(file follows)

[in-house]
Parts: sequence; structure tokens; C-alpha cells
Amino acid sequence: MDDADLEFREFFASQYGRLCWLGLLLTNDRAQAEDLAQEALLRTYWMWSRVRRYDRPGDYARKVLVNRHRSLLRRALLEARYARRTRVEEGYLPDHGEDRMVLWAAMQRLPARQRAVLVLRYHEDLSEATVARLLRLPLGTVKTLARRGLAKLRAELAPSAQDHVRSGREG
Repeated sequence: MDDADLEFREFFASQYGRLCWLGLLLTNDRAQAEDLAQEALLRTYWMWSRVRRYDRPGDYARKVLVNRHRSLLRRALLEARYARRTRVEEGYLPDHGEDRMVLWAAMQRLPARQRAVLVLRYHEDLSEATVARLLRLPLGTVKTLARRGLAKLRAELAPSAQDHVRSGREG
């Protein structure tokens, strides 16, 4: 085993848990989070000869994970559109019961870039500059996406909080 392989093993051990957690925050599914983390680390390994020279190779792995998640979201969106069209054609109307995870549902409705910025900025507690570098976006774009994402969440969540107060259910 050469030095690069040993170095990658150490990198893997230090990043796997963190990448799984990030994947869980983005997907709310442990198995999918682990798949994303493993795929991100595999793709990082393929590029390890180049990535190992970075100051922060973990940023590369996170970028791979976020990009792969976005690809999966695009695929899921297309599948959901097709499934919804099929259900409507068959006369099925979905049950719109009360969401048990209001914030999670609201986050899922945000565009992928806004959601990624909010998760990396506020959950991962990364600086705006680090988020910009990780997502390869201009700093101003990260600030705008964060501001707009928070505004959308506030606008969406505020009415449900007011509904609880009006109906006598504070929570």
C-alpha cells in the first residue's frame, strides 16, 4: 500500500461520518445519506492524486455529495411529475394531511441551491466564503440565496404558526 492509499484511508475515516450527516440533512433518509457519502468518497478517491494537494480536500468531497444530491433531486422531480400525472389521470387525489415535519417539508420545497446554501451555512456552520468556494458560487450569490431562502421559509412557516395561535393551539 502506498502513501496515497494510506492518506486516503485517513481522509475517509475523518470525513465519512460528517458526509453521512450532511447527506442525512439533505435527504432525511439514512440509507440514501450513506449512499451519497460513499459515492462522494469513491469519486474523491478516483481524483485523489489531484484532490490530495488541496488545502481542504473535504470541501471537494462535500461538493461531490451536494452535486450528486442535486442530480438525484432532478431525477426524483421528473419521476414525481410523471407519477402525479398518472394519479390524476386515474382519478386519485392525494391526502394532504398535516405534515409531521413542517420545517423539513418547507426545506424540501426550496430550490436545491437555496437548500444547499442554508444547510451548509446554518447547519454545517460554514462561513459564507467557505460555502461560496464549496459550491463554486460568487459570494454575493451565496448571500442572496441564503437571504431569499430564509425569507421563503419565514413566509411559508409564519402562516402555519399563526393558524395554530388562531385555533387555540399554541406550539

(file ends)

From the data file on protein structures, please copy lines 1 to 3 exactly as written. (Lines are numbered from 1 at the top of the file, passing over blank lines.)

[in-house]
Parts: sequence; structure tokens; C-alpha cells
Amino acid sequence: MDDADLEFREFFASQYGRLCWLGLLLTNDRAQAEDLAQEALLRTYWMWSRVRRYDRPGDYARKVLVNRHRSLLRRALLEARYARRTRVEEGYLPDHGEDRMVLWAAMQRLPARQRAVLVLRYHEDLSEATVARLLRLPLGTVKTLARRGLAKLRAELAPSAQDHVRSGREG